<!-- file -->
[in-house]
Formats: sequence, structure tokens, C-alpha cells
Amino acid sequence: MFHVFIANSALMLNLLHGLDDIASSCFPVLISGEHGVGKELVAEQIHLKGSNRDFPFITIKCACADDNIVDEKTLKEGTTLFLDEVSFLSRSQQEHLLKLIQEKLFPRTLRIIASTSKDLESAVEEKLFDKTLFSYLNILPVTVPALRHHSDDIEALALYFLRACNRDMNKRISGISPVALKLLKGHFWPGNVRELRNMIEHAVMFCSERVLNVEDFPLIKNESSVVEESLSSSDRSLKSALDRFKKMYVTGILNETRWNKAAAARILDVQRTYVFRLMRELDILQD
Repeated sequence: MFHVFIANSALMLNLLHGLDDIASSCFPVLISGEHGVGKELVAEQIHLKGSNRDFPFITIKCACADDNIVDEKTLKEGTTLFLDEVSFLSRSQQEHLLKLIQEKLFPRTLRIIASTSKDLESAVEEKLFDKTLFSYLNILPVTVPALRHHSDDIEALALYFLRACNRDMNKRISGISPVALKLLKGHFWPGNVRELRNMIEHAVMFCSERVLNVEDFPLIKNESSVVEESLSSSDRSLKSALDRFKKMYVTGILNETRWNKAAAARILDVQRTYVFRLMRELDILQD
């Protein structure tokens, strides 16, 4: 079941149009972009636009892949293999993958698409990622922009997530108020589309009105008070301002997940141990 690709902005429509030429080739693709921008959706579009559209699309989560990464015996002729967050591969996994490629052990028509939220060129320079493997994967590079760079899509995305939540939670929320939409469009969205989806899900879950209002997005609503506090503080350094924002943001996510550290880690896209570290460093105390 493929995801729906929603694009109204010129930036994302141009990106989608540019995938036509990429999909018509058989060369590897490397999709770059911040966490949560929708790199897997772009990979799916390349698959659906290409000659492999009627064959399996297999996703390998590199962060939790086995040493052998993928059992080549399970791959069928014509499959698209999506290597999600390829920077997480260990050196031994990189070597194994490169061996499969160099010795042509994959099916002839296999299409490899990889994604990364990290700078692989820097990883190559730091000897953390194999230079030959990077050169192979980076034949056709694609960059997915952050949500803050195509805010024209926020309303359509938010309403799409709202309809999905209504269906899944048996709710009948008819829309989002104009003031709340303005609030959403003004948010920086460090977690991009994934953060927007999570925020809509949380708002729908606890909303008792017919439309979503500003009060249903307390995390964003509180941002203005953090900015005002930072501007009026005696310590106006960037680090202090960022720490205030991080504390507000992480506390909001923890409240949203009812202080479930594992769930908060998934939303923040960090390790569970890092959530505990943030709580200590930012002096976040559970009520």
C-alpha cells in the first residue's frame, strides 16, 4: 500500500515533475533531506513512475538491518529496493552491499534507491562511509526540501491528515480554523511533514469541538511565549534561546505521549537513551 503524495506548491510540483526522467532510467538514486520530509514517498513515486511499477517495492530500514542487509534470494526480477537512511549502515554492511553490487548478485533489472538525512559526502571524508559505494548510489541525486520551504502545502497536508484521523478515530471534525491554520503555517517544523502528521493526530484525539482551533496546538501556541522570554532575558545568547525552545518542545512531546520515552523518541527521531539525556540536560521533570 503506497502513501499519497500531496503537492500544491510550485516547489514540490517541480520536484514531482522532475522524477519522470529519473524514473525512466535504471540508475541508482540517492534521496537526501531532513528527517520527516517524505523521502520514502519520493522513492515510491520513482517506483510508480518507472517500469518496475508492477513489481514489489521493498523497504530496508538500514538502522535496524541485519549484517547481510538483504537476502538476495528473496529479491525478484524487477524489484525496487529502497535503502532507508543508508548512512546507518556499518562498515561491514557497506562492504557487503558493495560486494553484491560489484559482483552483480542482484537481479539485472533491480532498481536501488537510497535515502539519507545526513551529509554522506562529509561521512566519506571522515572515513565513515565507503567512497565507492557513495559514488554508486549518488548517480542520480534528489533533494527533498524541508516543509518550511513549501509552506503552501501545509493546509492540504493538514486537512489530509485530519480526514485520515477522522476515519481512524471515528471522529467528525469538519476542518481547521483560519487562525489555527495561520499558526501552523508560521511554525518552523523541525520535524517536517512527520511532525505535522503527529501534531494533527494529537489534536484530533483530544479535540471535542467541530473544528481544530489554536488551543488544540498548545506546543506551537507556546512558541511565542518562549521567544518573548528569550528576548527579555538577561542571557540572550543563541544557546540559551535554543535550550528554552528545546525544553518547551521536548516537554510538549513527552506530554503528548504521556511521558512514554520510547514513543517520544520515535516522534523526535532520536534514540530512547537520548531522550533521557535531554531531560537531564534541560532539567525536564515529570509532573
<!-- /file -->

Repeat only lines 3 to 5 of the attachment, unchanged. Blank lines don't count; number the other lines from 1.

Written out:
Amino acid sequence: MFHVFIANSALMLNLLHGLDDIASSCFPVLISGEHGVGKELVAEQIHLKGSNRDFPFITIKCACADDNIVDEKTLKEGTTLFLDEVSFLSRSQQEHLLKLIQEKLFPRTLRIIASTSKDLESAVEEKLFDKTLFSYLNILPVTVPALRHHSDDIEALALYFLRACNRDMNKRISGISPVALKLLKGHFWPGNVRELRNMIEHAVMFCSERVLNVEDFPLIKNESSVVEESLSSSDRSLKSALDRFKKMYVTGILNETRWNKAAAARILDVQRTYVFRLMRELDILQD
Repeated sequence: MFHVFIANSALMLNLLHGLDDIASSCFPVLISGEHGVGKELVAEQIHLKGSNRDFPFITIKCACADDNIVDEKTLKEGTTLFLDEVSFLSRSQQEHLLKLIQEKLFPRTLRIIASTSKDLESAVEEKLFDKTLFSYLNILPVTVPALRHHSDDIEALALYFLRACNRDMNKRISGISPVALKLLKGHFWPGNVRELRNMIEHAVMFCSERVLNVEDFPLIKNESSVVEESLSSSDRSLKSALDRFKKMYVTGILNETRWNKAAAARILDVQRTYVFRLMRELDILQD
């Protein structure tokens, strides 16, 4: 079941149009972009636009892949293999993958698409990622922009997530108020589309009105008070301002997940141990 690709902005429509030429080739693709921008959706579009559209699309989560990464015996002729967050591969996994490629052990028509939220060129320079493997994967590079760079899509995305939540939670929320939409469009969205989806899900879950209002997005609503506090503080350094924002943001996510550290880690896209570290460093105390 493929995801729906929603694009109204010129930036994302141009990106989608540019995938036509990429999909018509058989060369590897490397999709770059911040966490949560929708790199897997772009990979799916390349698959659906290409000659492999009627064959399996297999996703390998590199962060939790086995040493052998993928059992080549399970791959069928014509499959698209999506290597999600390829920077997480260990050196031994990189070597194994490169061996499969160099010795042509994959099916002839296999299409490899990889994604990364990290700078692989820097990883190559730091000897953390194999230079030959990077050169192979980076034949056709694609960059997915952050949500803050195509805010024209926020309303359509938010309403799409709202309809999905209504269906899944048996709710009948008819829309989002104009003031709340303005609030959403003004948010920086460090977690991009994934953060927007999570925020809509949380708002729908606890909303008792017919439309979503500003009060249903307390995390964003509180941002203005953090900015005002930072501007009026005696310590106006960037680090202090960022720490205030991080504390507000992480506390909001923890409240949203009812202080479930594992769930908060998934939303923040960090390790569970890092959530505990943030709580200590930012002096976040559970009520």